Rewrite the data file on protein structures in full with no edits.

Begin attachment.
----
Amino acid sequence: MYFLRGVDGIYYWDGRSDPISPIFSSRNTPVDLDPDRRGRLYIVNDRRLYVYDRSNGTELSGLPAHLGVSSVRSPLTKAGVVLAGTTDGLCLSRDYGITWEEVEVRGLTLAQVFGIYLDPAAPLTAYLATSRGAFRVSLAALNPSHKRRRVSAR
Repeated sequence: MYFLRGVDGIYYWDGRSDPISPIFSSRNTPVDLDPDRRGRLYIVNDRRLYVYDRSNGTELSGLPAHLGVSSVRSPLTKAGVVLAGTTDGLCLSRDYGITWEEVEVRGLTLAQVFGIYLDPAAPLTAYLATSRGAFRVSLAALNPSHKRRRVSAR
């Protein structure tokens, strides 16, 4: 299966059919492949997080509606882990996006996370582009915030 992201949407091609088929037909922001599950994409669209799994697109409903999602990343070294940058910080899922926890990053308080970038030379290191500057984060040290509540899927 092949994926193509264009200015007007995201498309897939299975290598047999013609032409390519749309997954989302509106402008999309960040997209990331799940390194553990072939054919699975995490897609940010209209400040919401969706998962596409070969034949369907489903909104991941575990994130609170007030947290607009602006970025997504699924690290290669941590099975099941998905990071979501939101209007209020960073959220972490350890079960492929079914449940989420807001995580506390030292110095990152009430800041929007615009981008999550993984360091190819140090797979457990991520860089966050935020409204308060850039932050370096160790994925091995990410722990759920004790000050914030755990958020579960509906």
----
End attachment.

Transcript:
Amino acid sequence: MYFLRGVDGIYYWDGRSDPISPIFSSRNTPVDLDPDRRGRLYIVNDRRLYVYDRSNGTELSGLPAHLGVSSVRSPLTKAGVVLAGTTDGLCLSRDYGITWEEVEVRGLTLAQVFGIYLDPAAPLTAYLATSRGAFRVSLAALNPSHKRRRVSAR
Repeated sequence: MYFLRGVDGIYYWDGRSDPISPIFSSRNTPVDLDPDRRGRLYIVNDRRLYVYDRSNGTELSGLPAHLGVSSVRSPLTKAGVVLAGTTDGLCLSRDYGITWEEVEVRGLTLAQVFGIYLDPAAPLTAYLATSRGAFRVSLAALNPSHKRRRVSAR
């Protein structure tokens, strides 16, 4: 299966059919492949997080509606882990996006996370582009915030 992201949407091609088929037909922001599950994409669209799994697109409903999602990343070294940058910080899922926890990053308080970038030379290191500057984060040290509540899927 092949994926193509264009200015007007995201498309897939299975290598047999013609032409390519749309997954989302509106402008999309960040997209990331799940390194553990072939054919699975995490897609940010209209400040919401969706998962596409070969034949369907489903909104991941575990994130609170007030947290607009602006970025997504699924690290290669941590099975099941998905990071979501939101209007209020960073959220972490350890079960492929079914449940989420807001995580506390030292110095990152009430800041929007615009981008999550993984360091190819140090797979457990991520860089966050935020409204308060850039932050370096160790994925091995990410722990759920004790000050914030755990958020579960509906």